Jay Harris – ESPN Personality

December 13, 2005

Sports hall of fame hosts breakfast.

ESPN personality Jay Harris speaks to students-athletes about leadership.

by Johnny J. Burnham (The Bristol Press).

MarkJayBristol – “Whatever your path, try to remember to keep it simple, make it possible for others to succeed, never forget where you came from and learn from your mistakes,” ESPN’s Jay Harris told athletes from the city’s two public and one private high schools at the Bristol sports Hall of Fame’s leadership breakfast Tuesday at Nuchies Restaurant.

Harris, an anchor on “SportsCenter” who also appears on the sports morning show “Cold Pizza,” opened his speech to chosen junior and senior athletes from Bristol Central, Bristol Eastern and St. Paul Catholic high schools with a four-question quiz.

He asked in sequence: How do you put a giraffe into your refrigerator? How do you put an elephant into your refrigerator? The lion king is hosting an animal and reptile conference for all animals. Every animal is there except one. Who’s not there? You must cross a river inhabited by crocodiles, but you don’t have a boat. How do you manage to get across?

Harris disclosed the answers.
To the first question, he said that all you have to do – which was to one young woman’s upraise, not “break it’s neck” – is open the door, put the giraffe in and close the door.

“The question tests whether you do simple things in an overly complicated way.”

A correct response to the second question was; open the door, take out the giraffe and then put in the elephant.

“This test your ability to think of the effects of your previous actions.”

The third answer; the elephant would not be at the meeting because it is stuck in the refrigerator.

“Question three tests your memory.”

Lastly, Harris revealed a right answer to the fourth question – swim across. All the crocodiles are at the meeting and the river is safe to dive into and venture across.

“Question four test whether you’ve learned quickly from your mistakes.”

He said that true leadership involves incorporating these lessons and never making things complicated. He cited how professional football quarterback Peyton Manning’s ability to simplify things continuously puts his team in a positive position to succeed.

One has to challenge, in a non-confrontation way, teachers, coaches and teammates. Harris said a leader must never rest on their goals, explaining how after six NBA championships Michael Jordan wasn’t satisfied and was hungry to make multiple comebacks in an attempt to win another.

Also, it is extremely important to put your mistakes behind you, Harris said, or, quite simply, “learn from them and move on.”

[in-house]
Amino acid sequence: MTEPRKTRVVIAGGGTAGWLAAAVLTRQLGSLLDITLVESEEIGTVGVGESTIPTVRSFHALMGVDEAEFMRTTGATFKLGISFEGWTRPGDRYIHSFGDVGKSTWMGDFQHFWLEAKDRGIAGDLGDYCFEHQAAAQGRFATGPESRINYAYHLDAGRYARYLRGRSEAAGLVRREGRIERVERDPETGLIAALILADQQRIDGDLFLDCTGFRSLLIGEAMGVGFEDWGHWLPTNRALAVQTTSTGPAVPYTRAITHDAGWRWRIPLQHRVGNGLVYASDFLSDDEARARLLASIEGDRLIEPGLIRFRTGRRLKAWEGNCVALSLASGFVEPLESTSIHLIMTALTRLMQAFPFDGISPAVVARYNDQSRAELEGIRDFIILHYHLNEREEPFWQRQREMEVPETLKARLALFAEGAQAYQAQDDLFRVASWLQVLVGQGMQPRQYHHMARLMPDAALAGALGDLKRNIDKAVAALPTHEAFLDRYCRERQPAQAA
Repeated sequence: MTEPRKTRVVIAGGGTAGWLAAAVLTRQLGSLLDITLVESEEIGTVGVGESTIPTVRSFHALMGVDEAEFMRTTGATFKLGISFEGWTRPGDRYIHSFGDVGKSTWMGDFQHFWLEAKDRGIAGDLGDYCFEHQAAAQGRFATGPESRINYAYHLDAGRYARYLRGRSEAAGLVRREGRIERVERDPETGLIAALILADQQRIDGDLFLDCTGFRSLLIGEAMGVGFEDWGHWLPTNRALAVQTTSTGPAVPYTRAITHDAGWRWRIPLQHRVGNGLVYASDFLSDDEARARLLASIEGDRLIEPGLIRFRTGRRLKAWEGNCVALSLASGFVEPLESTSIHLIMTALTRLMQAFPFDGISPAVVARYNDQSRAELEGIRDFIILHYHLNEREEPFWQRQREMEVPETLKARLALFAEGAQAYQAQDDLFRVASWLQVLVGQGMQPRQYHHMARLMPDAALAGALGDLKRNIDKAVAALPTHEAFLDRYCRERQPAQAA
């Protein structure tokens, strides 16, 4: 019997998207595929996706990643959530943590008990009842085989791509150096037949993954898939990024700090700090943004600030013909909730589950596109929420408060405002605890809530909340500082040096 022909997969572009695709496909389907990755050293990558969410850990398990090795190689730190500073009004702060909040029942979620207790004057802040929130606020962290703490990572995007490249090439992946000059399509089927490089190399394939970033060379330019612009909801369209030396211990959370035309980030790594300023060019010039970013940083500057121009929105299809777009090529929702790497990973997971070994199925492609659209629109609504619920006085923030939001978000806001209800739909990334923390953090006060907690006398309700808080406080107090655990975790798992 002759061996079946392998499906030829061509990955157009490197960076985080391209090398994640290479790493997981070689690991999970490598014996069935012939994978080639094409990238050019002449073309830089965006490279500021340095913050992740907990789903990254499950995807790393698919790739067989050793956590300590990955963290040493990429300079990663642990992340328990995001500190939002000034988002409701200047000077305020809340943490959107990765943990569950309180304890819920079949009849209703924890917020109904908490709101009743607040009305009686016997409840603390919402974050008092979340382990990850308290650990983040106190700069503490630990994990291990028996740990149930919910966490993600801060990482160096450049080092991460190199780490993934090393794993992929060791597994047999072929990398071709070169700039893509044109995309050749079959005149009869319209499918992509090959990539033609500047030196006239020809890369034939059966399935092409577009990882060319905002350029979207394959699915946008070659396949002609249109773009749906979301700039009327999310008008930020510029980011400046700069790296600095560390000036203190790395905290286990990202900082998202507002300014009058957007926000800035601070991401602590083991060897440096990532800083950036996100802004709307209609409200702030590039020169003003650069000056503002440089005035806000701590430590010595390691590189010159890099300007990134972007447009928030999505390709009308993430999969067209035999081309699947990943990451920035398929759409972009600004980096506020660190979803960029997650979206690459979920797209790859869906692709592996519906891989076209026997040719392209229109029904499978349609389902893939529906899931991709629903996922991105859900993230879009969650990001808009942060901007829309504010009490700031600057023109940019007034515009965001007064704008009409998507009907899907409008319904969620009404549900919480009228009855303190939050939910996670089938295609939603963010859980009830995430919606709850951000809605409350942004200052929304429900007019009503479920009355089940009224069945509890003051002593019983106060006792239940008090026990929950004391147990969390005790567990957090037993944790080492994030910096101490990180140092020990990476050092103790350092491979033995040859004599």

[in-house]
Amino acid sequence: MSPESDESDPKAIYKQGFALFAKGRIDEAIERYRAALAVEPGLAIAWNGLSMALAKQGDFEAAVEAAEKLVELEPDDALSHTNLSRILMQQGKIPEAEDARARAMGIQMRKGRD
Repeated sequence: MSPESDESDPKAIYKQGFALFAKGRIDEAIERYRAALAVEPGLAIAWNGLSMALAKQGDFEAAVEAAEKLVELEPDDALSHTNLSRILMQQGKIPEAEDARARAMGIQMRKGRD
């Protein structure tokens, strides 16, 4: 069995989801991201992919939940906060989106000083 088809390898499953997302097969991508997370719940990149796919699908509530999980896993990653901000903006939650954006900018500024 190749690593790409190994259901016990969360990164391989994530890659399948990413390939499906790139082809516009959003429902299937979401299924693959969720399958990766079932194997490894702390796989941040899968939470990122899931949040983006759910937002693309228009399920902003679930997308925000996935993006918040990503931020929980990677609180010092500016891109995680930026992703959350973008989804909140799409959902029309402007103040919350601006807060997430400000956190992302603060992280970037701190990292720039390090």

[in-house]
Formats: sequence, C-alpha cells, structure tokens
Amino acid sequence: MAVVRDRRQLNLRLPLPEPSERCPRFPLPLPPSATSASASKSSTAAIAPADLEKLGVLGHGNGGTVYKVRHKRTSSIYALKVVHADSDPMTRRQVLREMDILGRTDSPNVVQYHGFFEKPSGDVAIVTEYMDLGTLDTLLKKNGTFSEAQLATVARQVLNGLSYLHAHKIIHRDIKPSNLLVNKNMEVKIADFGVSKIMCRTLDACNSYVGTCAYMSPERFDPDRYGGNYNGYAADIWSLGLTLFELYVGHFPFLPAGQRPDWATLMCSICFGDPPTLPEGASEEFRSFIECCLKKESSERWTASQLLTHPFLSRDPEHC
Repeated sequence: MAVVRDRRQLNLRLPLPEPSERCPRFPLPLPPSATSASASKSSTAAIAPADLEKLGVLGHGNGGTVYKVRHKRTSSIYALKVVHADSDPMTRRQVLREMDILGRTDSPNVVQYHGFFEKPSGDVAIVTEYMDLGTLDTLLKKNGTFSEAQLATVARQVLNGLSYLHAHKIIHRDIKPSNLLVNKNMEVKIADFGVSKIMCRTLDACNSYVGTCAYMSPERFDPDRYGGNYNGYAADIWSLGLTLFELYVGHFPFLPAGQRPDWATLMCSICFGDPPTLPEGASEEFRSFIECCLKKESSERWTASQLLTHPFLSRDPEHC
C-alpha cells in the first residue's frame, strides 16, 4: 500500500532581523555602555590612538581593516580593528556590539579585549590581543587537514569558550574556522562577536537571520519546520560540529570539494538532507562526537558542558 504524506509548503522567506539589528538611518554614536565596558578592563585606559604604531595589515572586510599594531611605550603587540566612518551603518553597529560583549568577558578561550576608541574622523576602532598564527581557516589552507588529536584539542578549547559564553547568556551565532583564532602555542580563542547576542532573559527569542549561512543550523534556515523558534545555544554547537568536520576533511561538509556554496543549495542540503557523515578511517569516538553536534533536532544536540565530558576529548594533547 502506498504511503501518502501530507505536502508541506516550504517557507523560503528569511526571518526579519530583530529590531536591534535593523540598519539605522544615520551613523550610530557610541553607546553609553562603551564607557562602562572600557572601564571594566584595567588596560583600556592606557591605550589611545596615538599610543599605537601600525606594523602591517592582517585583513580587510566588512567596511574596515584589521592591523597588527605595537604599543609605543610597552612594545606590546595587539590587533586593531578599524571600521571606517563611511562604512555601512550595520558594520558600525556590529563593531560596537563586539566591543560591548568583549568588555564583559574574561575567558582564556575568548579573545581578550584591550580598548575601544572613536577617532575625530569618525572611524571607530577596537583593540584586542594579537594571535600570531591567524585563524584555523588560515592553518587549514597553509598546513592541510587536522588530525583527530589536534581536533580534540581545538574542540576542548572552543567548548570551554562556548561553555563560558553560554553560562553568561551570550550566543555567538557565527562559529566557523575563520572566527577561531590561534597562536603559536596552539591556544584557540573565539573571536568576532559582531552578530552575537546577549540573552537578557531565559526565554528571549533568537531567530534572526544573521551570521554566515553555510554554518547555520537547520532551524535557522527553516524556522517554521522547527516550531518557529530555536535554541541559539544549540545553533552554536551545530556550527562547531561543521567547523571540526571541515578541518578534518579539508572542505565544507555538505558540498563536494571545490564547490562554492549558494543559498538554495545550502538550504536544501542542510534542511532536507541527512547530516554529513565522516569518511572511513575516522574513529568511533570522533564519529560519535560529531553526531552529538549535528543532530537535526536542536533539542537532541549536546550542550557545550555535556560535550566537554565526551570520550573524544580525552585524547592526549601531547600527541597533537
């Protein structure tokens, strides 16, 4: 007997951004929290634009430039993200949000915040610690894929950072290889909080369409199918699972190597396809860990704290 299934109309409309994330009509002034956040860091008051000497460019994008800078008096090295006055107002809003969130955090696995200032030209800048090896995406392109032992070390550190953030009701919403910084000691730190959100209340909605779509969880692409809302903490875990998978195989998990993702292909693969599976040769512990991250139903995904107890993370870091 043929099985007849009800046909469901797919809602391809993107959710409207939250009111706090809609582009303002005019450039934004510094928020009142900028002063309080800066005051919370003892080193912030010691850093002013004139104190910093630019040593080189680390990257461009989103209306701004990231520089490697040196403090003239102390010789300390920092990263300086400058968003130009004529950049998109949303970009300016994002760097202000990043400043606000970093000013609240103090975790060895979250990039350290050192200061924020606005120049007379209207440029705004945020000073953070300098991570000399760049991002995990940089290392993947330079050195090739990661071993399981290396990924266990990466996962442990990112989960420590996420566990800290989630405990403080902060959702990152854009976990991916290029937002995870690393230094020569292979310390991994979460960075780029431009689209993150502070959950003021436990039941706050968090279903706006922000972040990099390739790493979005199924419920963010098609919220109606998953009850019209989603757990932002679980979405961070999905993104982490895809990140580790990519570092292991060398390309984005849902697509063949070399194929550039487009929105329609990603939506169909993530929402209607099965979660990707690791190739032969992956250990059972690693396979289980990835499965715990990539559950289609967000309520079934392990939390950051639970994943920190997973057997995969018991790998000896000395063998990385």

Through enlisting speakers like Harris, the Bristol Sports Hall of Fame hopes to get the city’s future leaders prepared for life after high-school sports.

“The goal is to help [the student-athletes] become better leaders, not only on the sports teams but in the schools and also in the community.” said Mark Ziogas, one of 23 members of the hall of fame;s board of directors. “We tried to bring in people that could give a message that you may not get from coaches or teachers.

Hall of Fame President Dave Mills said, ‘we’re trying to present ideas to the kids so they can go out and be leaders.”

Mills added that he believes the program is having a positive effect on the students.

The student athletes, many of them captains of their respective teams, agreed with Mills, saying that the program was “definitely worthwhile” and that they will take some of the messages with them as the make critical after-graduation decisions.

Students like Central’s Steve Lavoie, who said he has aspirations of becoming an engineer and attending the University of Connecticut or Central Connecticut State University; Eastern’s Jenna Kosiba, who wants to attend Southern Connecticut State University’s healthcare program; St. Paul’s Marissa Wolff, who aims to study aerospace at Worcester Polytechnic Institute; and Paige Sherman, also from St. Paul, who has a goal of studying fine arts at CCSU have already made up their minds on future endeavors.

Harris said that to be successful one must have trust within themselves and have fun, because “if it;s not fun, it’s not worth doing.”

“Don’t get caught up because if you really think about it, all this stuff really isn’t that important,” he said in reference to success in high school sports and popularity. “You know what you have to do, so just do it.”